Please use this identifier to cite or link to this item: https://zone.biblio.laurentian.ca/handle/10219/2310
Title: Longterm schedule optimization of an underground mine under geotechnical and ventilation constraints using SOT
Authors: Sharma, Vijay
Keywords: Mine Schedule;Schedule Optimization;Schedule Optimization Tool (SOT);Genetic Algorithm
Issue Date: 26-Jan-2015
Publisher: Laurentian University of Sudbury
Abstract: Long-term mine scheduling is complex as well time and labour intensive. Yet in the mainstream of the mining industry, there is no computing program for schedule optimization and, in consequence, schedules are still created manually. The objective of this study was to compare a base case schedule generated with the Enhanced Production Scheduler (EPS®) and an optimized schedule generated with the Schedule Optimization Tool (SOT). The intent of having an optimized schedule is to improve the project value for underground mines. This study shows that SOT generates mine schedules that improve the Net Present Value (NPV) associated with orebody extraction. It does so by means of systematically and automatically exploring the options to vary the sequence and timing of mine activities, subject to constraints. First, a conventional scheduling method (EPS®) was adopted to identify a schedule of mining activities that satisfied basic sets of constraints, including physical adjacencies of mining activities and operational resource capacity. Additional constraint scenarios explored were geotechnical and ventilation, which negatively effect development rates. Next, the automated SOT procedure was applied to determine whether the schedules could be improved upon. It was demonstrated that SOT permitted the rapid re-assessment of project value when new constraint scenarios were applied. This study showed that the automated schedule optimization added value to the project every time it was applied. In addition, the reoptimizing and re-evaluating was quickly achieved. Therefore, the tool used in this research produced more optimized schedules than those produced using conventional scheduling methods.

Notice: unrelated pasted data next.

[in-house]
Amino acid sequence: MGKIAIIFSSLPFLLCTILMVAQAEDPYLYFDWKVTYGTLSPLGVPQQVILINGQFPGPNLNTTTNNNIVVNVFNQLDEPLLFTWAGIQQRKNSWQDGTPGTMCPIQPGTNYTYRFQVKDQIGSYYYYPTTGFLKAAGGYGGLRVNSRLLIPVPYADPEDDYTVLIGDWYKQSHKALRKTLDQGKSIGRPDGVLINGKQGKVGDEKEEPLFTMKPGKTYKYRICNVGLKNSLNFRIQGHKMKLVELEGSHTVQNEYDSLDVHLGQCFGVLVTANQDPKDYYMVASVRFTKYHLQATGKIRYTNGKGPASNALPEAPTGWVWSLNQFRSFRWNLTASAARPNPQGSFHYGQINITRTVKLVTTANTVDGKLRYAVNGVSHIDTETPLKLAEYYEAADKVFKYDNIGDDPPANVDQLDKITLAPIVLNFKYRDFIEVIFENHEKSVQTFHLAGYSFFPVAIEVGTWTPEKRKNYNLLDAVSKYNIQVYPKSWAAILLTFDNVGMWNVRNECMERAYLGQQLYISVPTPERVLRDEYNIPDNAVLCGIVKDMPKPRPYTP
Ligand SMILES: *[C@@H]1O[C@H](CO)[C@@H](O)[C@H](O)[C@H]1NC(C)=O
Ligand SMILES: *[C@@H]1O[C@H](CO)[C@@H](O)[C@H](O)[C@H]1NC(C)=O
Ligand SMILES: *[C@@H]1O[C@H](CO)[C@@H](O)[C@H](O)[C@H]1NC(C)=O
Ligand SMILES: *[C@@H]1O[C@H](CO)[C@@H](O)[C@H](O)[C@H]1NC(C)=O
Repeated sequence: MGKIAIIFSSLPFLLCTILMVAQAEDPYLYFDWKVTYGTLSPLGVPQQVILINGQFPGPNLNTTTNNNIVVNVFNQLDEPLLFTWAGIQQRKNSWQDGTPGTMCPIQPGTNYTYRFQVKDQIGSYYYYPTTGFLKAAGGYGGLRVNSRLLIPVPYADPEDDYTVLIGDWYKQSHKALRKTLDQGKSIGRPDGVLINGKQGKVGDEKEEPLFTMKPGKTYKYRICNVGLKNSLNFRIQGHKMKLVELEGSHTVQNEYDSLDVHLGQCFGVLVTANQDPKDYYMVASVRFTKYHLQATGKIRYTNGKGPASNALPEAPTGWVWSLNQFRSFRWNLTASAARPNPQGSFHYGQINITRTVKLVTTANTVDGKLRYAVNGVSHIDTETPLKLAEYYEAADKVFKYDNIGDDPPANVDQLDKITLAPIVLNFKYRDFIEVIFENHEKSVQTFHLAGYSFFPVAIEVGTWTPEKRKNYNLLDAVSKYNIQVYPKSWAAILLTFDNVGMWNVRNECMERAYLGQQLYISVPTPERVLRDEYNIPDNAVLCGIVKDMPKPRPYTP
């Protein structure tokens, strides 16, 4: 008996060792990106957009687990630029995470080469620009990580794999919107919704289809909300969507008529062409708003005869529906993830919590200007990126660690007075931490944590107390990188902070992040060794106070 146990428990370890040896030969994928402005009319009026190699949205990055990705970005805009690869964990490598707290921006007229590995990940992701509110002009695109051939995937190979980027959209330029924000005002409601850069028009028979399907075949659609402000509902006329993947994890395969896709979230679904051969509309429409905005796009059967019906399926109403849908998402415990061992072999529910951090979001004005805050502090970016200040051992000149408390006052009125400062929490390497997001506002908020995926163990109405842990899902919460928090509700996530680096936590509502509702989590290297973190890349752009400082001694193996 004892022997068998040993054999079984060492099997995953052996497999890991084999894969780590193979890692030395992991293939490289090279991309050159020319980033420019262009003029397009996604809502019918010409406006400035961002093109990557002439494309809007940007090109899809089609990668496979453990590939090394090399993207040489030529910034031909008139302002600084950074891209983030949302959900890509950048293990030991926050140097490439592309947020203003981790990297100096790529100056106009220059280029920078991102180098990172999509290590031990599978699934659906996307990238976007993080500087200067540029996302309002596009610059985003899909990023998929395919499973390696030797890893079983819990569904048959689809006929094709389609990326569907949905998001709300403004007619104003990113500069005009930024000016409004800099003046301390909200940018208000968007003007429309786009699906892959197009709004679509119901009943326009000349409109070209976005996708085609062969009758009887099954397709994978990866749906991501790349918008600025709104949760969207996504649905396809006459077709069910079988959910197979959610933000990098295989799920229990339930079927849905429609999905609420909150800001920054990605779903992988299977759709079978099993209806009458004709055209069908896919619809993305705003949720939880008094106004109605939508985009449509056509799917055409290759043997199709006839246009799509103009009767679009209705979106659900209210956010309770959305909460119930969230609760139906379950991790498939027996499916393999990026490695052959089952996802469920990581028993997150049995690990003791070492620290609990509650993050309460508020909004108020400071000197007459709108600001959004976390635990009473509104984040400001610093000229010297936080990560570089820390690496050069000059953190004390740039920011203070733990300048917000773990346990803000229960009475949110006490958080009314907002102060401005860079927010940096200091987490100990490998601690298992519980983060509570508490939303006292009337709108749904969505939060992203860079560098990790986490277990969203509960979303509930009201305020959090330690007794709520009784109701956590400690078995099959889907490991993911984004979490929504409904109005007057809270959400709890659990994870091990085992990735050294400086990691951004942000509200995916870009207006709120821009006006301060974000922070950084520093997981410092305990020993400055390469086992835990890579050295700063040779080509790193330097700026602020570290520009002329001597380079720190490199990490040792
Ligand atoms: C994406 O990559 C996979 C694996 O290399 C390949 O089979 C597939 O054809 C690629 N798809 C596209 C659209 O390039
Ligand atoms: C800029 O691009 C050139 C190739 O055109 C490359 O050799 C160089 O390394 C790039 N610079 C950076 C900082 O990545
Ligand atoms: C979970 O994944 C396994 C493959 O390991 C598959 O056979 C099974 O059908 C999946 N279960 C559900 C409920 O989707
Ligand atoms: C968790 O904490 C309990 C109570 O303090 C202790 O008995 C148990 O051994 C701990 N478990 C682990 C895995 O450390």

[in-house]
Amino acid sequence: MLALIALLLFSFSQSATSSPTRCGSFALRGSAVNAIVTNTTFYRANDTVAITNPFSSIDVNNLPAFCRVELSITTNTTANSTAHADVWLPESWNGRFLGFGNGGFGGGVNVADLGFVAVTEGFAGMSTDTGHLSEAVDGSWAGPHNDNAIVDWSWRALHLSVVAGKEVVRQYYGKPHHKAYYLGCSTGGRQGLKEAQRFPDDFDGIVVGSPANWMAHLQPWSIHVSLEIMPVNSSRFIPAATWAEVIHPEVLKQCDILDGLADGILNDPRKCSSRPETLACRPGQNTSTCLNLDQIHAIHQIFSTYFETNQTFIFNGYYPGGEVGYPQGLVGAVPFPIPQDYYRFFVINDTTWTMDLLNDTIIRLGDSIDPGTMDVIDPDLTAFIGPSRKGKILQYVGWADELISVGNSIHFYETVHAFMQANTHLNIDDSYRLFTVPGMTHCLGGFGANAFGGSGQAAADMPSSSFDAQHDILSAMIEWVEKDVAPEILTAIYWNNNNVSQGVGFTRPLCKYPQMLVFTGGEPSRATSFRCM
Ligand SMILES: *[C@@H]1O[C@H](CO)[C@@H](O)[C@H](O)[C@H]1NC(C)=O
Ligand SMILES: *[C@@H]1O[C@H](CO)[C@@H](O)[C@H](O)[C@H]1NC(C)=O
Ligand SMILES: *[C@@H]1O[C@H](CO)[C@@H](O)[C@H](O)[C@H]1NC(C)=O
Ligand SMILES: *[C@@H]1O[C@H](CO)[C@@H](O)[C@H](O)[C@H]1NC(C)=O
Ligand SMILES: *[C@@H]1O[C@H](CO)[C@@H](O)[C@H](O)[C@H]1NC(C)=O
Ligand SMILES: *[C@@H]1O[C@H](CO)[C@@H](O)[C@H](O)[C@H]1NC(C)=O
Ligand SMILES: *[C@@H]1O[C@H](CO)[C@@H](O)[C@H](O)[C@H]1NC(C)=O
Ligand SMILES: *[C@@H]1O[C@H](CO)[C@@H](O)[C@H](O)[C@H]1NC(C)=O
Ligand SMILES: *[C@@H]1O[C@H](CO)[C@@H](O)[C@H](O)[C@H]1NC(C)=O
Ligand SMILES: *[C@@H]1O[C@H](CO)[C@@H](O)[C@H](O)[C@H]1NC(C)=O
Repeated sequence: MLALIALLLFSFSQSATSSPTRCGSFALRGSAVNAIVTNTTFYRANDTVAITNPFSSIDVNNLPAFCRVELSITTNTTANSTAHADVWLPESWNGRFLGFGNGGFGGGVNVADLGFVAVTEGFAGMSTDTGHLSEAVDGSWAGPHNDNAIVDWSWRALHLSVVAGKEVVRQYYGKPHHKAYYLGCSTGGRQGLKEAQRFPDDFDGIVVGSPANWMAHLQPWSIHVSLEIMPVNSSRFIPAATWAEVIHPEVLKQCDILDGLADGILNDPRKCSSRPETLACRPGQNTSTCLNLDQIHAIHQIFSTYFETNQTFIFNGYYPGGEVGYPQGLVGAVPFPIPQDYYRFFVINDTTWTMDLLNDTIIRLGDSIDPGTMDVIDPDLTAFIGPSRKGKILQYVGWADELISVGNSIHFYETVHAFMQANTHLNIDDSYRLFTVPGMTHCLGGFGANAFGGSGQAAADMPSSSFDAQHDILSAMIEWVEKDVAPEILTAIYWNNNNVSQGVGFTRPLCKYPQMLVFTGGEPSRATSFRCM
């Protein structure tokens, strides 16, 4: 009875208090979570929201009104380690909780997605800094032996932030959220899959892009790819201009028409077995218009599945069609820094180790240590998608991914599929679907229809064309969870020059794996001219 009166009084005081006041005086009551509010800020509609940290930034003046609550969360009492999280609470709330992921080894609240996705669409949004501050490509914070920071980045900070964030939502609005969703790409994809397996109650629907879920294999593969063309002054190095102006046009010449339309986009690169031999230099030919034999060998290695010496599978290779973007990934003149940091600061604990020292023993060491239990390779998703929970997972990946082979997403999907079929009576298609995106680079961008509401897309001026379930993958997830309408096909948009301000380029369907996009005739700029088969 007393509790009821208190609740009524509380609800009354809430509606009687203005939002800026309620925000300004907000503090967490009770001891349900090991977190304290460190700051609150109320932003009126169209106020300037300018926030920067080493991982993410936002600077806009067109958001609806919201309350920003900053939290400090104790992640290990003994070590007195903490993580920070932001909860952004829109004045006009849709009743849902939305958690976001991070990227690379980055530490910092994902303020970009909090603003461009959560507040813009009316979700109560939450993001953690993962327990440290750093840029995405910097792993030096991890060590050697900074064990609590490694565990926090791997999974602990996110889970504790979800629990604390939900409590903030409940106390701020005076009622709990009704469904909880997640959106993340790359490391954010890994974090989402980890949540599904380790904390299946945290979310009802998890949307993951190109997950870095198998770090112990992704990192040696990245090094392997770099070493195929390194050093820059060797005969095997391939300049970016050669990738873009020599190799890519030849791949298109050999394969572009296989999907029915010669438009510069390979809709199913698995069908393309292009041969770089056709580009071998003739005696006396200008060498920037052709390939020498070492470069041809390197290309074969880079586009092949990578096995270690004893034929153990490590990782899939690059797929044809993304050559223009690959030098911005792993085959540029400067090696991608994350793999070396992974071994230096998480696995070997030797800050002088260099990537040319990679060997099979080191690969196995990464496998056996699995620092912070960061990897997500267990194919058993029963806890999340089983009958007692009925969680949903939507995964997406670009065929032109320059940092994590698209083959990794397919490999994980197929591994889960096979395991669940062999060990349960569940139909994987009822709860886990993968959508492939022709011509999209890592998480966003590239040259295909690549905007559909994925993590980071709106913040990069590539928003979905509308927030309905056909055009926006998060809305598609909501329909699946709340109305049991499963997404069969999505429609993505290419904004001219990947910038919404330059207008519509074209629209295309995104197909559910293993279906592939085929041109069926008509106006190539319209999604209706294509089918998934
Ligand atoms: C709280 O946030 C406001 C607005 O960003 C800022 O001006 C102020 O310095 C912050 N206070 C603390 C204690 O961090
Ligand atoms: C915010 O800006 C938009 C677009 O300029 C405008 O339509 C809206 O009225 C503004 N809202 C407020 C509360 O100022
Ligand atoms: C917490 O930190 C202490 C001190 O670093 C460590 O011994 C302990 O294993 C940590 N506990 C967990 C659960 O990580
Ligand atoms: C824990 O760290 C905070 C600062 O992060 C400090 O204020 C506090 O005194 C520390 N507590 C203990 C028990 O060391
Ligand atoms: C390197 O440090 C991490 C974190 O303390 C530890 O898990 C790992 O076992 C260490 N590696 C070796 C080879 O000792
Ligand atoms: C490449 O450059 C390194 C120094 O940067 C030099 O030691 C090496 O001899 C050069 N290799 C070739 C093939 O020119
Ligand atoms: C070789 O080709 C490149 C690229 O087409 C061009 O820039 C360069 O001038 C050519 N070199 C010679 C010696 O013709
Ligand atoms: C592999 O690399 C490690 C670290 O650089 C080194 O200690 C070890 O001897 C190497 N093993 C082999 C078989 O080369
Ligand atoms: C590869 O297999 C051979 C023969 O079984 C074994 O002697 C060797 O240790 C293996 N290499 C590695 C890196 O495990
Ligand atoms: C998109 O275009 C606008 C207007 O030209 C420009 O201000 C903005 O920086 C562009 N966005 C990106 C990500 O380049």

URI: https://zone.biblio.laurentian.ca/dspace/handle/10219/2310
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Master's Theses

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